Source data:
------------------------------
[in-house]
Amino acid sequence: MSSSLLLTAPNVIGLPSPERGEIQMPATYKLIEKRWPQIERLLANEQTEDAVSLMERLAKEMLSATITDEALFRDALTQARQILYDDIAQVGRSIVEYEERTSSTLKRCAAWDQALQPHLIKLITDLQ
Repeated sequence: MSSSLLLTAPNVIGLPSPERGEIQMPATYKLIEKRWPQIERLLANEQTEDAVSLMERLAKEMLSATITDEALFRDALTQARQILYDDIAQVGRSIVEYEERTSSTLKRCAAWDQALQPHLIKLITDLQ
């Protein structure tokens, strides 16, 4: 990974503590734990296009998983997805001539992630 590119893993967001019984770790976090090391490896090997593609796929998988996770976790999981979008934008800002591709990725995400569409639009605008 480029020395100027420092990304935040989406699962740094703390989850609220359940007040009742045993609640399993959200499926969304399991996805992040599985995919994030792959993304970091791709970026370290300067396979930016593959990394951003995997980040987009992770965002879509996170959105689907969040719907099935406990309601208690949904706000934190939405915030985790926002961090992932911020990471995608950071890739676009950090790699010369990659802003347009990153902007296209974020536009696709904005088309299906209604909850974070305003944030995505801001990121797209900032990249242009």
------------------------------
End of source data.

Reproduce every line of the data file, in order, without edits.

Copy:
[in-house]
Amino acid sequence: MSSSLLLTAPNVIGLPSPERGEIQMPATYKLIEKRWPQIERLLANEQTEDAVSLMERLAKEMLSATITDEALFRDALTQARQILYDDIAQVGRSIVEYEERTSSTLKRCAAWDQALQPHLIKLITDLQ
Repeated sequence: MSSSLLLTAPNVIGLPSPERGEIQMPATYKLIEKRWPQIERLLANEQTEDAVSLMERLAKEMLSATITDEALFRDALTQARQILYDDIAQVGRSIVEYEERTSSTLKRCAAWDQALQPHLIKLITDLQ
């Protein structure tokens, strides 16, 4: 990974503590734990296009998983997805001539992630 590119893993967001019984770790976090090391490896090997593609796929998988996770976790999981979008934008800002591709990725995400569409639009605008 480029020395100027420092990304935040989406699962740094703390989850609220359940007040009742045993609640399993959200499926969304399991996805992040599985995919994030792959993304970091791709970026370290300067396979930016593959990394951003995997980040987009992770965002879509996170959105689907969040719907099935406990309601208690949904706000934190939405915030985790926002961090992932911020990471995608950071890739676009950090790699010369990659802003347009990153902007296209974020536009696709904005088309299906209604909850974070305003944030995505801001990121797209900032990249242009």